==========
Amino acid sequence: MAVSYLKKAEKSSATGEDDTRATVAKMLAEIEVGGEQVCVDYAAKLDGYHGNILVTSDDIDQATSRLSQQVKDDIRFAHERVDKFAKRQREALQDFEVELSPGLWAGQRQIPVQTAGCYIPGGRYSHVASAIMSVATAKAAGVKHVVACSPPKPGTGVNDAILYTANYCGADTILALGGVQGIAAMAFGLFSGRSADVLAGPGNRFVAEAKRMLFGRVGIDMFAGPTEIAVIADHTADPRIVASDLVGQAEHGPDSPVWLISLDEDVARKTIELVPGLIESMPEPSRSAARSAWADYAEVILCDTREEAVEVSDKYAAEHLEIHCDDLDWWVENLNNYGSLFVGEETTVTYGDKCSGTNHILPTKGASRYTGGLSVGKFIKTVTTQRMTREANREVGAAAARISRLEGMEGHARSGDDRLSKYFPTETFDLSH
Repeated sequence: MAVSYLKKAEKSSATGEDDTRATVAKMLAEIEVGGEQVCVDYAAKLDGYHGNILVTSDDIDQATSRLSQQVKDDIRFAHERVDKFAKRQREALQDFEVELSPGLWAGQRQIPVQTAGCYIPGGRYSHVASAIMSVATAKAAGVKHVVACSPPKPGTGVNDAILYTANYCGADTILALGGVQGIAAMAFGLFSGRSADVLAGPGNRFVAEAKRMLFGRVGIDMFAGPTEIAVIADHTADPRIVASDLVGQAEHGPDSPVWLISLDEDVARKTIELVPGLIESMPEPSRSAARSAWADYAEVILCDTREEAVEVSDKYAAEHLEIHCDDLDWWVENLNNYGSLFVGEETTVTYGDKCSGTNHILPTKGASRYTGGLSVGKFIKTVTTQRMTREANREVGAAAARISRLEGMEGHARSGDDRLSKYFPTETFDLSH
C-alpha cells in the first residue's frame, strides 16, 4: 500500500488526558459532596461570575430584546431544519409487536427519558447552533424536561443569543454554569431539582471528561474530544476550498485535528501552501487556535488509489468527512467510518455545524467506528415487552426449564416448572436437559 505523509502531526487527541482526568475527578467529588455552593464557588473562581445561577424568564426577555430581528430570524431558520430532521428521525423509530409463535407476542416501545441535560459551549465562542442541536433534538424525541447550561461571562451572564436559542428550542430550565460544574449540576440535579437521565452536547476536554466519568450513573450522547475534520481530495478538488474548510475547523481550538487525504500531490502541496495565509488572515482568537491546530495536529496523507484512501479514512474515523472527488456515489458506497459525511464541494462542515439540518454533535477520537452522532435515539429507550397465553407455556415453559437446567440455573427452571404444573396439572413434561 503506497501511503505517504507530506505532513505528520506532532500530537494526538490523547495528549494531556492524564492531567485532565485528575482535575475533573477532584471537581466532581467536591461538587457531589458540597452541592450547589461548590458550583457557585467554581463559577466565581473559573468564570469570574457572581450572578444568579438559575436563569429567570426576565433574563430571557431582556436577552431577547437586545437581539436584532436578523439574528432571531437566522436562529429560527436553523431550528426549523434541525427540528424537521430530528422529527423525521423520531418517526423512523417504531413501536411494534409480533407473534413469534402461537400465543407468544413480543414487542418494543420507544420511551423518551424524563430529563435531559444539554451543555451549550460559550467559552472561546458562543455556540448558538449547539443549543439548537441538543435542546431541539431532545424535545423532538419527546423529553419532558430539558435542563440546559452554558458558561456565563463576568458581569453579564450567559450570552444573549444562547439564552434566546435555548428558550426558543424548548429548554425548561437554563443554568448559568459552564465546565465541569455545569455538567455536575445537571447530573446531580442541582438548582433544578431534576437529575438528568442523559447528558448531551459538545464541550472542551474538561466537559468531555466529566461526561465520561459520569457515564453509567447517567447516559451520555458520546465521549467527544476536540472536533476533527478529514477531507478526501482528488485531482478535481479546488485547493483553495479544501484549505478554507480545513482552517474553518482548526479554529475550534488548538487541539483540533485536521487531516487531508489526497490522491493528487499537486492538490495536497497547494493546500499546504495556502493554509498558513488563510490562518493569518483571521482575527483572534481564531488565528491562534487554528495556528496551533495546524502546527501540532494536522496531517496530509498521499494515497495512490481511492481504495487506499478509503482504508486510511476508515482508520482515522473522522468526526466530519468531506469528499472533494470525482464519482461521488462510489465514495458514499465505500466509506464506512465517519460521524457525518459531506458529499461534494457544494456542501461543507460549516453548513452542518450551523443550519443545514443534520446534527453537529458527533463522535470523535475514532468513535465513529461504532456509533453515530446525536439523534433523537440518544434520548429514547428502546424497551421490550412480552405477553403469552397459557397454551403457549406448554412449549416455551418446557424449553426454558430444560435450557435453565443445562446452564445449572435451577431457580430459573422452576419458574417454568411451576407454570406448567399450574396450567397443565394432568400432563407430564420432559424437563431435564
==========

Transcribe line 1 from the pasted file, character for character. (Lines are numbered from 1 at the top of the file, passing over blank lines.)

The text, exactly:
Amino acid sequence: MAVSYLKKAEKSSATGEDDTRATVAKMLAEIEVGGEQVCVDYAAKLDGYHGNILVTSDDIDQATSRLSQQVKDDIRFAHERVDKFAKRQREALQDFEVELSPGLWAGQRQIPVQTAGCYIPGGRYSHVASAIMSVATAKAAGVKHVVACSPPKPGTGVNDAILYTANYCGADTILALGGVQGIAAMAFGLFSGRSADVLAGPGNRFVAEAKRMLFGRVGIDMFAGPTEIAVIADHTADPRIVASDLVGQAEHGPDSPVWLISLDEDVARKTIELVPGLIESMPEPSRSAARSAWADYAEVILCDTREEAVEVSDKYAAEHLEIHCDDLDWWVENLNNYGSLFVGEETTVTYGDKCSGTNHILPTKGASRYTGGLSVGKFIKTVTTQRMTREANREVGAAAARISRLEGMEGHARSGDDRLSKYFPTETFDLSH